Okay, the white line has a non-zero width. So is the “plane of the goal line” the plane extending upward from the field side of that line, the end zone side of that line, or the middle of that line? I still don’t know what defines the “plane of the goal” line.

  4. George says:

    What if a runner carrying the ball touches a pylon with his right foot, but steps out of bounds past the goal line with his other foot? Does the ball have to be between the pylons for a touchdown. Or does the goal line extend infinitely in this case? I’m wondering because of the no-touchdown call for the Redskins v Packers today. The player was headed out of bounds, but one foot appeared to have touched the pylon before the other foot went out of bounds.

  5. Joseph Hein says:

    But the pylon is out of bounds. Hitting the pylon is not evidence that the plane was punctured.

    • rf6307 says:

      Thank you for your comment. I think you are on to something. The NFL rules around the pylon are inconsistent in the way you suggest.

      The pylon accurately marks the edge of the plane of the goal line, but seems to do so while the pylon sits on the wrong side of the out-of-bounds line. I have heard/read many explanations of this, and none make sense to me, yet.

      I think the answer is – the NFL says so. The rules clearly say that the pylons are not to be set up in-bounds, AND touching the pylon with the ball, or even passing the ball OVER the pylon – before touching down out-of-bounds, or being legally downed in-bounds – is a touchdown.

      I am not going to pretend that I follow the logic here. I think that it is a rule of convenience that predates instant replay. My best guess for now.

  6. Bill LaConte says:

    B. S. Then why is it called a TOUCDOWN?! Just another league policy to favor the offense. More points- more excitement- more butts in the seats. MONEY. Sports have become feminized! What would Vince Lombardi say if an opponent got stopped at the one foot line but reached the ball over the goal line but never got IN the freakin end zone? I’ll tell you what he would say: ” what the hell’s going on out there?”

  7. I want to know exactly when this rule of ‘breaking the plane’ of the goal line originated? I got into an argument over this with someone recently. Her said the rule has been in existence since the 1800’s??? I clearly disagree, because I remember watching games in the 70’s when a touchdown meant you had to get your whole BODY into the end zone. In the Ravens-Steelers game this season, Antonio Brown stuck his arm over the goal when he was a yard behind the goal line. Personally, I think this rule sucks, because it takes no great effort to score a TD if this is all one has to do. And anywhere else on the field, this rule is much different when trying to get a first down, where you have to get your whole BODY past the marker???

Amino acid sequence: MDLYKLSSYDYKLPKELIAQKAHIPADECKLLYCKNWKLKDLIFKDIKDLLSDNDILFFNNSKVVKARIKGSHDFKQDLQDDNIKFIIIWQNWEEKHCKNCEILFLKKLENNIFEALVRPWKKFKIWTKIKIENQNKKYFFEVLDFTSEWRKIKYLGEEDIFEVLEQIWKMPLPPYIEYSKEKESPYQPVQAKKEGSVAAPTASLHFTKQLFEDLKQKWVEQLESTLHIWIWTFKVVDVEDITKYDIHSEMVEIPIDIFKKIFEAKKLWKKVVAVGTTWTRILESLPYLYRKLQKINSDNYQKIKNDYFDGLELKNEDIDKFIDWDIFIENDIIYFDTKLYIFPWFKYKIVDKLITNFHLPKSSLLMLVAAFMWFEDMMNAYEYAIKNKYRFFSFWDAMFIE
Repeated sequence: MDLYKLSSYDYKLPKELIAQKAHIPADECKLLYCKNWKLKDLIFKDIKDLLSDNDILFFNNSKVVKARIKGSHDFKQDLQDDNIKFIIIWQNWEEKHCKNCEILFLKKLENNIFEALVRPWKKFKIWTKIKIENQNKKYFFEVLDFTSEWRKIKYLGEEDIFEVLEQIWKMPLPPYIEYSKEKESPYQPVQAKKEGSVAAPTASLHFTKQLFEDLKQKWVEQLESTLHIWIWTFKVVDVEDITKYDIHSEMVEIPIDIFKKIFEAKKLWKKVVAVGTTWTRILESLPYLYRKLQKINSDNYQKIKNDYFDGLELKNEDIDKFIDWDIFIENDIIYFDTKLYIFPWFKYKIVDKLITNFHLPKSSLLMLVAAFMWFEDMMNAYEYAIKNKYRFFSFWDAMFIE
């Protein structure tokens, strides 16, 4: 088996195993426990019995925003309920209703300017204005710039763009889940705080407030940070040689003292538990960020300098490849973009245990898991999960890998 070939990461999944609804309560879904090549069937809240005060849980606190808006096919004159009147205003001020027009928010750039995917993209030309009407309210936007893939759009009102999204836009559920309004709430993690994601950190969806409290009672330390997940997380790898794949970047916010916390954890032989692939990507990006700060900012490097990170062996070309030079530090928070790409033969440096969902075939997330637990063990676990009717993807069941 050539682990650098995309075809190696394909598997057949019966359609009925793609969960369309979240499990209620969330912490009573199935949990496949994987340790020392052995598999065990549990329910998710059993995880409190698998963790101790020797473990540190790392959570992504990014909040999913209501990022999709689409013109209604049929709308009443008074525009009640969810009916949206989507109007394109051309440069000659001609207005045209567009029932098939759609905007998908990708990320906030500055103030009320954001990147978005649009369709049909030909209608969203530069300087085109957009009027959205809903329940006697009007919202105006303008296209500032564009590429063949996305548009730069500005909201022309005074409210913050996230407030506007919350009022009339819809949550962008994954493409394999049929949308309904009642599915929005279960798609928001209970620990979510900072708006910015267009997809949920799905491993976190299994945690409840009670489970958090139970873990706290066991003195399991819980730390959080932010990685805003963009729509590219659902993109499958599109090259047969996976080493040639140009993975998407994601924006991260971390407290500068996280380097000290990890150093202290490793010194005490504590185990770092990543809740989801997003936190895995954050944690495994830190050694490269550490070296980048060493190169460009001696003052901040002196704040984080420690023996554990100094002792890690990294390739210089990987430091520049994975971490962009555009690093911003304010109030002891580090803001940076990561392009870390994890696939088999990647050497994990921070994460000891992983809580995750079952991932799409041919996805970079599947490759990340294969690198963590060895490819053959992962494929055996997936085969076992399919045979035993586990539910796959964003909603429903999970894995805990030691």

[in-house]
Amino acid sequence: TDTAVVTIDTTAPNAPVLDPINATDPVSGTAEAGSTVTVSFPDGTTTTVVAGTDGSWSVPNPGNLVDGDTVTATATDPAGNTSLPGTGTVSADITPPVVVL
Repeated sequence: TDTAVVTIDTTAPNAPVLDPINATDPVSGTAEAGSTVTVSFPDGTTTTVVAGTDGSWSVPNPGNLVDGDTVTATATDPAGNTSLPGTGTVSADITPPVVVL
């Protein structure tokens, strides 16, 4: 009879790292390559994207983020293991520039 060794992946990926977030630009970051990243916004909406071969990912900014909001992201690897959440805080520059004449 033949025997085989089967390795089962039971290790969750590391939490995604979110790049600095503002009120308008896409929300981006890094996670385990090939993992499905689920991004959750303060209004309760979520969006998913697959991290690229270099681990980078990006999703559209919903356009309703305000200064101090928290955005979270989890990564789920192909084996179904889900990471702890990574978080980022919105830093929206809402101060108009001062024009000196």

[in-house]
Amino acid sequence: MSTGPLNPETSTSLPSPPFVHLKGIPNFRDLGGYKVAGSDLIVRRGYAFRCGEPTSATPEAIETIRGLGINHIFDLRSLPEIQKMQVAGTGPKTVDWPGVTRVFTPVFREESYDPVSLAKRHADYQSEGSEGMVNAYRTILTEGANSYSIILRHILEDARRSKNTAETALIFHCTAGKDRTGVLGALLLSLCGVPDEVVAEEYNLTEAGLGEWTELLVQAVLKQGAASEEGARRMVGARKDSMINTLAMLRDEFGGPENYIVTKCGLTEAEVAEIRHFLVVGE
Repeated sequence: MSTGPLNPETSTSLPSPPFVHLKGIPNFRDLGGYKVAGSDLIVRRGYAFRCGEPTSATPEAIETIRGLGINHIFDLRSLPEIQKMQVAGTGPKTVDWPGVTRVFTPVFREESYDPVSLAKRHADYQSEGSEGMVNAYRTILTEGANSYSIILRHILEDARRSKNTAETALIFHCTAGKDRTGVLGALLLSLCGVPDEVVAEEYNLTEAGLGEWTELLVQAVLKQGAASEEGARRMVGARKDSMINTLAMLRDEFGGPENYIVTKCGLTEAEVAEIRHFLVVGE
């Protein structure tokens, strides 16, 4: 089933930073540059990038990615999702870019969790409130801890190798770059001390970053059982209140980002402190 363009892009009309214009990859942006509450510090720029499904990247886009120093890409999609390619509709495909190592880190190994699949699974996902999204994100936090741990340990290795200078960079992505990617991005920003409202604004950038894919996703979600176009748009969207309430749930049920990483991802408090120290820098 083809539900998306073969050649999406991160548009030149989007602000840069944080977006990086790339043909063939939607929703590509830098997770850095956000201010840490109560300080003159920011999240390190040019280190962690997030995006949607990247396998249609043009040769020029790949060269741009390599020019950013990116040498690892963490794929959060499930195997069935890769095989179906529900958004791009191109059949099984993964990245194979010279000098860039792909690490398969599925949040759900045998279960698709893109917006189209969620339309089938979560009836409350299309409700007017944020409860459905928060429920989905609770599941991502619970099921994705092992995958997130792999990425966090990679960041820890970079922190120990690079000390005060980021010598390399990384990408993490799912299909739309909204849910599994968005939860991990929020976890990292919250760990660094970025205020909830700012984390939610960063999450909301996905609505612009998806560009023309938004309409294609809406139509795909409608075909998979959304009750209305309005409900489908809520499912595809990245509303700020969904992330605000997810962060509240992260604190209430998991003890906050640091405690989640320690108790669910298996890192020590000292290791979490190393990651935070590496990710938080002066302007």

8. Christopher York says:

    Cam newton stretched out with the ball to score and stretching like superman. The opposing player hit him toward out of bounce. But none of his bidy hit the out of bounce when the ball is over the line. Which should be a touchdown not placed at the 1 yard line…

  9. Gordon Cocke says:

    Nfl inconsistency, often see runners or receivers dive, with ball possession going out of bounds and while diving simply pass hand or leg/foot inside pylon and get rewarded with touchdown, but ball area was out of bounds and ball possession are never passed over pylon or inside pylon. But almost always touchdown is rewarded?

  10. Rickey Partridge says:

    Why does a receiver have to have both feet down in the end zone and retain possession even though he’s out of the end zone but a runner can simply stick the ball over the goal line without even touching the ground in the end zone. I feel that any player should have possession and be in the end zone. i saw a plaw where the ball crosses the goal line then knocked out that’s stupid that it’s still a touchdown.

  11. FG says:

    Why not just play flag football. No concussions , no busted noses and all your teeth intact.And no more acting like morons after a score.It use to be a sport now it’s a show.Go the NFL over paid .By the way why don’t we put lights on their helments so when thy score it looks like The neon cowboys.Not Dallas😉